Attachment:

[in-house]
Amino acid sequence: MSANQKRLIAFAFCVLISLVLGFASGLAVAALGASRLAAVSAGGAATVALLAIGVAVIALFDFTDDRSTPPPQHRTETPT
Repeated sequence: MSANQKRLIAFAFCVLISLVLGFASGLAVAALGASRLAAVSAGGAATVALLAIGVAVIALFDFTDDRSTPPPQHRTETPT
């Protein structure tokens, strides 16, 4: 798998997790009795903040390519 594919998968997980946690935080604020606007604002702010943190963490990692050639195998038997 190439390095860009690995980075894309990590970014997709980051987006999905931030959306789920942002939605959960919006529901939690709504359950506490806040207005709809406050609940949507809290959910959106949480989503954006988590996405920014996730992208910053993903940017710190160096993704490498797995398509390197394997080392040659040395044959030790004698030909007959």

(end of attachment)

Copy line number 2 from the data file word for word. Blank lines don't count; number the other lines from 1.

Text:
Amino acid sequence: MSANQKRLIAFAFCVLISLVLGFASGLAVAALGASRLAAVSAGGAATVALLAIGVAVIALFDFTDDRSTPPPQHRTETPT